Posted 28 September 2012 - 01:10 PM
All of the above; the way I figure it, the differences are on humanity's end, not God's. We're the ones with the limited perspective and incomplete understanding, obviously where there are errors or differences of interpretation it would be due to cultural and linguistic differences or individual differentiation in humanity. When you get down to it, the various faiths are actually startlingly similar, the differences are mostly on the surface and don't go to the heart of the matter. There's a school of thought in Hinduism called Vedanta which really gets to the heart of these argument.
I think religion is still well ahead of science when it comes to the search for truth and understanding. Religion has thousands of years on science, for one thing, and also science tends to focus more on practical advances, it moves by small increments, and of course it is much more rigorous about testing and falsifiability. That's not a criticism; I believe that science will eventually prove that much of what religion says is accurate, but we don't have the technology to make most religious claims testable at present. I've been doing lots of reading about physics lately, and I think our current understanding is remarkably close to what Krishna says in the Bhagavad-gita, and if you don't want to take my word for it, Schrodinger and Opperman thought so too.
When people go criticizing religion, some of the high profile academics who are stridently anti-religious like to point to all the wars and violence where religion or religious difference have been invoked, but that's not what these wars are really about. Humanity has always had violence and conflict, with religion or otherwise. Where religion is a major force or organizing principle in society, it gets invoked when there's conflict. When religion is less prominent, people find some other justification or some other ideology. It's not religion that's the problem, it's human nature, indeed the nature of life is to struggle and come in conflict with other life, that's not going to change if we stop being religious.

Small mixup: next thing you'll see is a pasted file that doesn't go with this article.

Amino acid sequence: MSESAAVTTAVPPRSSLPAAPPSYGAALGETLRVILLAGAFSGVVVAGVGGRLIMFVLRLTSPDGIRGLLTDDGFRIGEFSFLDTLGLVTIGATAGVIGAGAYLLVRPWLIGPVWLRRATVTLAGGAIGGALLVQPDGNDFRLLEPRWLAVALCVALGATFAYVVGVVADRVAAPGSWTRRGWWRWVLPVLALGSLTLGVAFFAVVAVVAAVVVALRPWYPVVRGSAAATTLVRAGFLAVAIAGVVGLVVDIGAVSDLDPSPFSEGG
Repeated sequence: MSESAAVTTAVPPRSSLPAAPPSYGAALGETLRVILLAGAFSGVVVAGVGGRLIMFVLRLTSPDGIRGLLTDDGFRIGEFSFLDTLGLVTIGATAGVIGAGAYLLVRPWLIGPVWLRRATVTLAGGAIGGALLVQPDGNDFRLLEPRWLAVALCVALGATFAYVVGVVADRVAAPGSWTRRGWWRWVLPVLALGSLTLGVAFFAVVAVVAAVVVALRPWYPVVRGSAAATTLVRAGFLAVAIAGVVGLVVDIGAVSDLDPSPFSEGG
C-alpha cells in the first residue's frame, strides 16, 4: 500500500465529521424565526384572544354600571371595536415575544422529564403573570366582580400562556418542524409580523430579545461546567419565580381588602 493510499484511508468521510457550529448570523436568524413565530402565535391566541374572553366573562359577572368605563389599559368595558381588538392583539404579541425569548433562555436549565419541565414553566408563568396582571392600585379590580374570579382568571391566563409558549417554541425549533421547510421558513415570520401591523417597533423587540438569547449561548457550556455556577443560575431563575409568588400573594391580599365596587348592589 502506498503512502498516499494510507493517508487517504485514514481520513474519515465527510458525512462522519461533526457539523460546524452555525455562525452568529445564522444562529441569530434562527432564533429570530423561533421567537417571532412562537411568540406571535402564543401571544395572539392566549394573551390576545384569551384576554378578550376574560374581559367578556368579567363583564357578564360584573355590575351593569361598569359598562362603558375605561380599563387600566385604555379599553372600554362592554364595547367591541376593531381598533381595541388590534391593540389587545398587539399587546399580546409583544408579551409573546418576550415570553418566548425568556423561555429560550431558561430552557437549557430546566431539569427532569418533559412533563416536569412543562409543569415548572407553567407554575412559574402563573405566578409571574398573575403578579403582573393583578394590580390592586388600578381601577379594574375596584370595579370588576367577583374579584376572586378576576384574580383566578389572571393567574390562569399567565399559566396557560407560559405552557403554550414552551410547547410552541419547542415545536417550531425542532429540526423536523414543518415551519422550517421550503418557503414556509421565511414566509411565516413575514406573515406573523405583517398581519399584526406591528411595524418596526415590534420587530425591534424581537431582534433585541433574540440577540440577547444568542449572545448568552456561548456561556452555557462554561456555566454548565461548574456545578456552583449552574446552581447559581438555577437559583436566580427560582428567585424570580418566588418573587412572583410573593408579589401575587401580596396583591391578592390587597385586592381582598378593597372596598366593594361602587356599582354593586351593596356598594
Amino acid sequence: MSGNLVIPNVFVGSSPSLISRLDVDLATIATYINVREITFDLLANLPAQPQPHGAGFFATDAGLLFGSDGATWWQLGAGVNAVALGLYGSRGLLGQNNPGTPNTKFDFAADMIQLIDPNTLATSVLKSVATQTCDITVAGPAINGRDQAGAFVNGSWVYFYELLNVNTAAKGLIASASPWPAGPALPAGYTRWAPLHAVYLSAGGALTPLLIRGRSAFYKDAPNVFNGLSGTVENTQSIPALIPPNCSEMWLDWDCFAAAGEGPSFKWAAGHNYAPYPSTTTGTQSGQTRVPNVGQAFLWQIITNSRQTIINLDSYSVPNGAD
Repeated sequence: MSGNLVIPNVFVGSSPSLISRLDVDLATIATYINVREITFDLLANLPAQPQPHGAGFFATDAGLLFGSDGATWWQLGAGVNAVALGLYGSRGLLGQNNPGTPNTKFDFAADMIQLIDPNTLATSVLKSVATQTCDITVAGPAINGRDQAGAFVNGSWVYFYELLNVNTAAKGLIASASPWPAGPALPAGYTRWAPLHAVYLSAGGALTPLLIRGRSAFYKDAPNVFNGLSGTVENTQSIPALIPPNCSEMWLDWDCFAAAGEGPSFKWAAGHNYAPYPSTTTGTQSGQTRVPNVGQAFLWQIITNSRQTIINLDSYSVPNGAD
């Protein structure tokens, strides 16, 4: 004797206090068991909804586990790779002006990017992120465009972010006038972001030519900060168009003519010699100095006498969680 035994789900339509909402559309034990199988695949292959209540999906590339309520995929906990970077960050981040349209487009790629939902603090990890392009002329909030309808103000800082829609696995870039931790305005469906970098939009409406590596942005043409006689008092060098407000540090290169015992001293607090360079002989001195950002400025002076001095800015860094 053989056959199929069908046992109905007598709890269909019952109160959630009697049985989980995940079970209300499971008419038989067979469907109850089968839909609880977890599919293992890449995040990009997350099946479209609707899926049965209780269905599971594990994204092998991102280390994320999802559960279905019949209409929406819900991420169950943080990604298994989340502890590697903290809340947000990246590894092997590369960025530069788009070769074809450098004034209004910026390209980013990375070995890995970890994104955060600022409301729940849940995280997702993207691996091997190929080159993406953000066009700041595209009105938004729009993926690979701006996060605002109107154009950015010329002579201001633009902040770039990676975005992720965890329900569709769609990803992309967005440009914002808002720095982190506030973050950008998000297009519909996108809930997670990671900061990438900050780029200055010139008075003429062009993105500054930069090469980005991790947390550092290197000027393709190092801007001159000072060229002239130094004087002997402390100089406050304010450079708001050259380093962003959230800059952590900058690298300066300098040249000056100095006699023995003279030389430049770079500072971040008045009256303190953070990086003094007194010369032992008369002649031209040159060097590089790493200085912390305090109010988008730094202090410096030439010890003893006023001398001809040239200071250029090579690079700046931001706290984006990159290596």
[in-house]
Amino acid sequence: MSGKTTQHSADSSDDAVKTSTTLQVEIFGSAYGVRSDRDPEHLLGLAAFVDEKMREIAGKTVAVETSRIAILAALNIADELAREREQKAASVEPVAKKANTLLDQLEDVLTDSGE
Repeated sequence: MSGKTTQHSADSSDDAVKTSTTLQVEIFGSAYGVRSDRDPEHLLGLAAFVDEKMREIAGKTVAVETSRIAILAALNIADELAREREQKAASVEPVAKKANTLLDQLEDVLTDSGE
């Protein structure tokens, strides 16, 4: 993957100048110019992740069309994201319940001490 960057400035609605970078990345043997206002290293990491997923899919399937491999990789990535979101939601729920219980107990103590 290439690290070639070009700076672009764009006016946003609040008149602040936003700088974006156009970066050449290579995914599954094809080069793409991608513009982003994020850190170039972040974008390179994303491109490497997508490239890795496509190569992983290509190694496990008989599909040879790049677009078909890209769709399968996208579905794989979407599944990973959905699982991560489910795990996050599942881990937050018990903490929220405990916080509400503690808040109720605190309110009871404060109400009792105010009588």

Despite all this, they say that one naturally gravitates towards the beliefs one was raised on. I grew up christian, Mennonite to be specific, and it's an appealing worldview and belief system that I like and feel comfortable with. I definitely have the distrust of technology! But I also find a lot of good things in hinduism, buddhism, paganism. Some of the other denominations and abrahamic faiths seem a little strident to me, and some don't, but I find that generally religious people are good people, kind and charitable and understanding, and more open-minded than the internet gives us credit for.
Ceterum censeo Chicaginem delendam esse